The custom of saying “God bless jesty, that he would order a person, you” to those who sneeze, is said to named Franc-Archer, who had been have originated from pope Gregory, subject to this malady, and who was furnamed the Great, during the time condemned to be hanged, to be deof an epidemical disorder, which livered into their hands. This becarried people off in a fit of sneezing. ing granted, the first operation of Soine, however, pretend that this cutting for the stone was performed custom is much older, and that it publicly at Paris, in the burying was known to the Greeks and the ground of St. Severin. The criRomans long before the christian aninal was completely cured in the

fpace of a fortnight, and obtained, Cards were invented under the besides his pardon, a considerable reign of Charles VI. king of France, reward. We cannot here help obto amuse him during the intervals of serving, that this is a striking inthat disorder which conducted him stance of the vicissitudes of life,

since, to be cured of his disorder, it Burying grounds were not efta- was necessary that this unhappy man blished until the year 200. People should be condemned to the gallows.

æra.

to the grave.

SELECT BIOGRAPHY.

[ocr errors]

thereupon writing himself Cromwell, SKETCH OF THE LIFE OF

alias Williams, who was in such fas OLIVER CROMWELL, [From Letters written a few Years since.] the dignity of knighthood for his

vour with the king, that he received LIVER's extraction, by his heroic behaviour at a tilting, in 32

father's side, was from Sir R. Henry VIII. Williams, knight, a gentleman of He had also the great abbey of note in the court of Henry VIII. Ramsay, the nunnery at Hinchinand son to Morgan ap Williams, a broke, with the priories of Sawtry Welchman, by a filter of Thomas and Huntington, given to him upon lord Cromwell, earl of Eflex; who, the disposal of the monaitery-lands; being preferred by his uncle to the all which he left unto Sir Henry service of king Henry, was, for that Cromwell, knight, his son and heir, cause, called Cromwell-Sir Richard who left illuc, Sir Oliver Cromwell,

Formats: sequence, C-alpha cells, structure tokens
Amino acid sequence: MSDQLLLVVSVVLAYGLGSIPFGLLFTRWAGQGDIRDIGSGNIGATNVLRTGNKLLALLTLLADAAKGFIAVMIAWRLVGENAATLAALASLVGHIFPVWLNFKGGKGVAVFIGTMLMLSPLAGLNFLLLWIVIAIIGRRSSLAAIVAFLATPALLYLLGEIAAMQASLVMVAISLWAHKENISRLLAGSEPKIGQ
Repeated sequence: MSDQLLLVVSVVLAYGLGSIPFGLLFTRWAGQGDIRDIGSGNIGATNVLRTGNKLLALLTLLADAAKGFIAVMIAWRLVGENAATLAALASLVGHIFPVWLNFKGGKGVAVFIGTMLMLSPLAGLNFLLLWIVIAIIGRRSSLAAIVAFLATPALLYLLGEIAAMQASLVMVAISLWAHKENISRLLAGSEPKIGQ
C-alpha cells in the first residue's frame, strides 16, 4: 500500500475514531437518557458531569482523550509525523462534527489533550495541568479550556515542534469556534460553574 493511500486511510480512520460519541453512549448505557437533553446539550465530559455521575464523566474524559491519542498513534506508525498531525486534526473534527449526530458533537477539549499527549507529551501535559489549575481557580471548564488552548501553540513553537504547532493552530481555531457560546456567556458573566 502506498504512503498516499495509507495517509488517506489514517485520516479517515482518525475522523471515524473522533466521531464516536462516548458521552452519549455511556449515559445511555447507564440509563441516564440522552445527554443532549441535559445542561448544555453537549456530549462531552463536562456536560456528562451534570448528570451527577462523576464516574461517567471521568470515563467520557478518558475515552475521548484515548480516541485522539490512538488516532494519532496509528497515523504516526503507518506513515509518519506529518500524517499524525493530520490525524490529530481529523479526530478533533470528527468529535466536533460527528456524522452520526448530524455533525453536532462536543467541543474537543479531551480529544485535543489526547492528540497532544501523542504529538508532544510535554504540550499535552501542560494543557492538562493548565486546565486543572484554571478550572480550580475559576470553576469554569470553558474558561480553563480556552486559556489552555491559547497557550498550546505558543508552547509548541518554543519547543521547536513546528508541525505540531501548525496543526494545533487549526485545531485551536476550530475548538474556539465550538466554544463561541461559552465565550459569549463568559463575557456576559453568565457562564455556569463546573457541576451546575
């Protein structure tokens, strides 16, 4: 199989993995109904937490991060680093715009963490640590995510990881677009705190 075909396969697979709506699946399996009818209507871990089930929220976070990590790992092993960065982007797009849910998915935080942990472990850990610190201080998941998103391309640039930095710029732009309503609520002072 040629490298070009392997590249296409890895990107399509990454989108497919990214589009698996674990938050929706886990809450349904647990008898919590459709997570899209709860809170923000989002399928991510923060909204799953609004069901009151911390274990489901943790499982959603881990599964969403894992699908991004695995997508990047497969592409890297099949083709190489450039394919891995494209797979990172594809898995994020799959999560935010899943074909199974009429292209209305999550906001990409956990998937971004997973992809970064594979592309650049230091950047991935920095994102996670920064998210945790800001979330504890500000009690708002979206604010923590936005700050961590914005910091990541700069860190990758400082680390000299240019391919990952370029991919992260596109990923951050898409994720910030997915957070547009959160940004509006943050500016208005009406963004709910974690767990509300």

made

1

made knight of the Bath at the co- putation amongst them, as a blessed ronation of king James; and Ro- convert, in whom they much gloried. bert Cromwell, a younger son; And having better natural parts than which Robert, though he was, by most of that fect, and confidence the countenance of his elder brother, enough to put himself forth on any made a justice of peace, in Hunting- fit occasion, he was made choice of tonshire, had but a small estate ; but by those who were ever studious to much of his support came from a undermine the regal authority, to be brewhouse, in Huntington, which their orator at Huntington, unto was chiefly managed by his wife, the king's commiffioners of fewers, who was fiiter to Sir Robert Steward, there, in oppofition to his majesty's of the city of Ely, knight, and by commendable design of draining the her he had issue our famous Oliver, fens; in which business, he gained Itiled Protector.

fo much credit with the party, that In his youth, he was for some foon' after, when he was obliged, time bred up in the university of through necessity, to quit a country Cambridge, where he made no great farm, which he held at St. Ives, and proficiency in any kind of learning; to take a mean lodging at Cambridge, but then and afterwards associating he was chosen burgess, for that corhimself with drinking and rude com- poration, in that unhappy parliapany, (being of a rough and bluf. ment of forty, by these fons of factering difpofition) he had the name tion, wherein hé beftirred linself of a Royster amongst those that knew with as much violence and heat as hin; and by his extravagance, fo any factious bankrupt did in that wasted his patrimony, that he applied destructive convention ; being well to his uncle, Sir R. Steward, to Yup- aware that general embroilment ply his wants; and when he could' of the kingdom, by an intestine war, not prevail with him, by fair means, might be of advantage to fuch he endeavoured, by law, to deprive necessitous' and desperate people ; him of his estate, by reprefenting whereupon, in a short time, he did him as a person not capable of ma- obtain his long-defired ends : for, naging it. And when he did not being one of those who put